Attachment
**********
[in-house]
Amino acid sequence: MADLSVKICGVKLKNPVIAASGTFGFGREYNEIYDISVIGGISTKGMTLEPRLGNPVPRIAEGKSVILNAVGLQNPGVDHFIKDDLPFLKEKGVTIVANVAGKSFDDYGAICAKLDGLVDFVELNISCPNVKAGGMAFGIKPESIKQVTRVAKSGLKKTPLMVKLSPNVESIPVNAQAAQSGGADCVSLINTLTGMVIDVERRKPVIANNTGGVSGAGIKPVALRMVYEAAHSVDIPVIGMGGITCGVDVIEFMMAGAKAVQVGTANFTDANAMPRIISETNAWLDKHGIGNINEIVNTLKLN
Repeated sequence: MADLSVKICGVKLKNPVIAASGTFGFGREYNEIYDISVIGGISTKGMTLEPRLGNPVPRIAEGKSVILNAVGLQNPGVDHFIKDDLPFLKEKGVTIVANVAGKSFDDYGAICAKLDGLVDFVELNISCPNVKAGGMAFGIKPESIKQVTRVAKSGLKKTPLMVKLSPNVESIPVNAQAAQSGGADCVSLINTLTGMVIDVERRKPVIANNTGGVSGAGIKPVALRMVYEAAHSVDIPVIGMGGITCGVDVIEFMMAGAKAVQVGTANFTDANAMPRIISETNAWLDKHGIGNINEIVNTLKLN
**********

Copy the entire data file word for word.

[in-house]
Amino acid sequence: MADLSVKICGVKLKNPVIAASGTFGFGREYNEIYDISVIGGISTKGMTLEPRLGNPVPRIAEGKSVILNAVGLQNPGVDHFIKDDLPFLKEKGVTIVANVAGKSFDDYGAICAKLDGLVDFVELNISCPNVKAGGMAFGIKPESIKQVTRVAKSGLKKTPLMVKLSPNVESIPVNAQAAQSGGADCVSLINTLTGMVIDVERRKPVIANNTGGVSGAGIKPVALRMVYEAAHSVDIPVIGMGGITCGVDVIEFMMAGAKAVQVGTANFTDANAMPRIISETNAWLDKHGIGNINEIVNTLKLN
Repeated sequence: MADLSVKICGVKLKNPVIAASGTFGFGREYNEIYDISVIGGISTKGMTLEPRLGNPVPRIAEGKSVILNAVGLQNPGVDHFIKDDLPFLKEKGVTIVANVAGKSFDDYGAICAKLDGLVDFVELNISCPNVKAGGMAFGIKPESIKQVTRVAKSGLKKTPLMVKLSPNVESIPVNAQAAQSGGADCVSLINTLTGMVIDVERRKPVIANNTGGVSGAGIKPVALRMVYEAAHSVDIPVIGMGGITCGVDVIEFMMAGAKAVQVGTANFTDANAMPRIISETNAWLDKHGIGNINEIVNTLKLN